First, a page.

Κοινωνικό δίκτυο της Πάρου και Αντιπάρου
Here is another great first novel set on Paros by one of the island's ex-patriot, art colony daughters, Emma Russell. Available in digital and hard-copy. Google:
Return to the Aegean E.J. RussellAmazon.co.UK
Return to the Aegean E.J. RussellSmashwords.com
The heart of a "return" story is homecoming. The story's hero leaves his or her home driven by inner, or outer demons of circumstance. An eternity later, by virtue of his, or her trials and tribulations in the outside world, our character returns home to set things right.
In Return to the Aegean, Emma Russell's heroine, Thalia returns to the Greek island where she was raised by expatriate parents. Island life is an idyllic existence of diving and dancing and home-schooling. But late in her youth, Eden loses its glamour after the deaths of both her brother and mother, under inexplicable circumstances. It is a turning point in the young Thalia's life that drives her away from the place of her childhood.
Ten years later, she appears again on the island as an accomplished young woman who, in the outside world, has made a name for herself as a professional diver and treasure salvager.
The island itself has changed little in her absence. Thalia's ten years abroad seem only gone a day, once she reaches the island. It has changed little, and the flood of familiar sights, sounds and smells, at first, send Thalia as near giddy as she gets. Gradually, however, things get real. Thalia discovers that her B.F.F. still bears a wound from her abrupt exit, what seems so long before. Thalia struggles to repair damaged friendships, and rediscover forgotten loves. All the while, she is applying her decade of outside experience to sleuth out what looks more and more like a conspiracy of silence among the good islanders, both friends and officials. Though the bloom threatens to go off her island bud again, Thalia is determined to penetrate mystery of her mother's and brother's deaths. But at what cost…?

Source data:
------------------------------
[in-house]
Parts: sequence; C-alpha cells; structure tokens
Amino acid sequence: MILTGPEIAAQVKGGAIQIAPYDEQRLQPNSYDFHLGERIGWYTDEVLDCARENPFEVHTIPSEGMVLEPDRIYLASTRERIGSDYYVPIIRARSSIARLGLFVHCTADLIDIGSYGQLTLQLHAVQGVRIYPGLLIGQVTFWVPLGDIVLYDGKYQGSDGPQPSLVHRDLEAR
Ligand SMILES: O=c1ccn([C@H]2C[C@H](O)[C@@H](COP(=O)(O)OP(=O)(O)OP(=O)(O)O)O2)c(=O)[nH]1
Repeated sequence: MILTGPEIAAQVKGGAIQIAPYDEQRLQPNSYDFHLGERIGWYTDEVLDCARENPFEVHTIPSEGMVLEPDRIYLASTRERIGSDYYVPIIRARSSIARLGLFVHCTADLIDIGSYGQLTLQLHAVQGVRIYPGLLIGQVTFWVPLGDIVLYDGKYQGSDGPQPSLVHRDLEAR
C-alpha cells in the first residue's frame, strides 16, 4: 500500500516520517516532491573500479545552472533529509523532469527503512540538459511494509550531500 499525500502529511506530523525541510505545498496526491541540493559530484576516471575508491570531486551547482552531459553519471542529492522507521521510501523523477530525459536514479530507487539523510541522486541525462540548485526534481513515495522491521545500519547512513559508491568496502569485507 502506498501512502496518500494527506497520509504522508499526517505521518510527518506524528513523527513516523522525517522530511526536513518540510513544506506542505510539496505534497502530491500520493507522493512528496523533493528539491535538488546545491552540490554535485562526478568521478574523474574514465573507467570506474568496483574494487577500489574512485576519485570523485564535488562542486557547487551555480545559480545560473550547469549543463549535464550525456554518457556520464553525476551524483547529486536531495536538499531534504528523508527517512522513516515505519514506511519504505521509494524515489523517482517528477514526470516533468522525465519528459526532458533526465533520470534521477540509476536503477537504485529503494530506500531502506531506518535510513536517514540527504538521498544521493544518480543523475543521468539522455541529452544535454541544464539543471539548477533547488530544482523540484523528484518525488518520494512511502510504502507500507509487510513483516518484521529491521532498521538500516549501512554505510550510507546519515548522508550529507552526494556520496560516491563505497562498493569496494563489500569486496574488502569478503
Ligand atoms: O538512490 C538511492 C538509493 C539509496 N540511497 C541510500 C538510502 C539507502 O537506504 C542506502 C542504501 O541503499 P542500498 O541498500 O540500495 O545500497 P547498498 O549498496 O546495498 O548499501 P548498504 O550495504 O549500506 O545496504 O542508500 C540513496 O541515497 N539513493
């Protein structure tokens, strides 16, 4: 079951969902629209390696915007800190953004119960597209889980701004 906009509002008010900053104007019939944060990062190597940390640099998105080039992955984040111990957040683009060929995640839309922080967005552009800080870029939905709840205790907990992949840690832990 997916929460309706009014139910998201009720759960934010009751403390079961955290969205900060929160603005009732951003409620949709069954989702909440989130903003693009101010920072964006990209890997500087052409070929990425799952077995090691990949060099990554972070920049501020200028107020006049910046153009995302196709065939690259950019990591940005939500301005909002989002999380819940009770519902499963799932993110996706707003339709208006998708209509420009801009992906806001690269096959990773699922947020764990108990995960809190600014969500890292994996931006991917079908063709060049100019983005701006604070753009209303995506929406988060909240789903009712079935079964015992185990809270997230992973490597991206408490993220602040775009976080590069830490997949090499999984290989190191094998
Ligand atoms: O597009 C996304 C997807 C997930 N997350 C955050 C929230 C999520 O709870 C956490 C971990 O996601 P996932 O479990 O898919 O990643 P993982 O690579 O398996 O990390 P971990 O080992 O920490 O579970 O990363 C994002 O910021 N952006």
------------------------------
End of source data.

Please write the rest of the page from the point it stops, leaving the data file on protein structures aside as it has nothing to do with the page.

Emma Russell is another of the ex-pat progeny from the Paros art colony of the Seventies. Her childhood, growing up there, in those times, has endowed her with bottom-up insights into island life, both Greek and ex-patriot. Yet Russell's insights are by no means through rose colored glasses. In one, wise-beyond-her-years, instance Thalia reflects on the type of gormless romantics who come to the Greek islands determined to share the life of simple villagers, farmers, and fishermen; "and two years later (end up) a complete alcoholic, and has a nervous breakdown…."
"Return" is a first novel, and has the quirks of one; yet the picturesque setting; the adventures of homecoming; and a mystery that unfolds to a shocking revelation, makes the story compelling. Emma Russell is a story-teller to keep an eye on.
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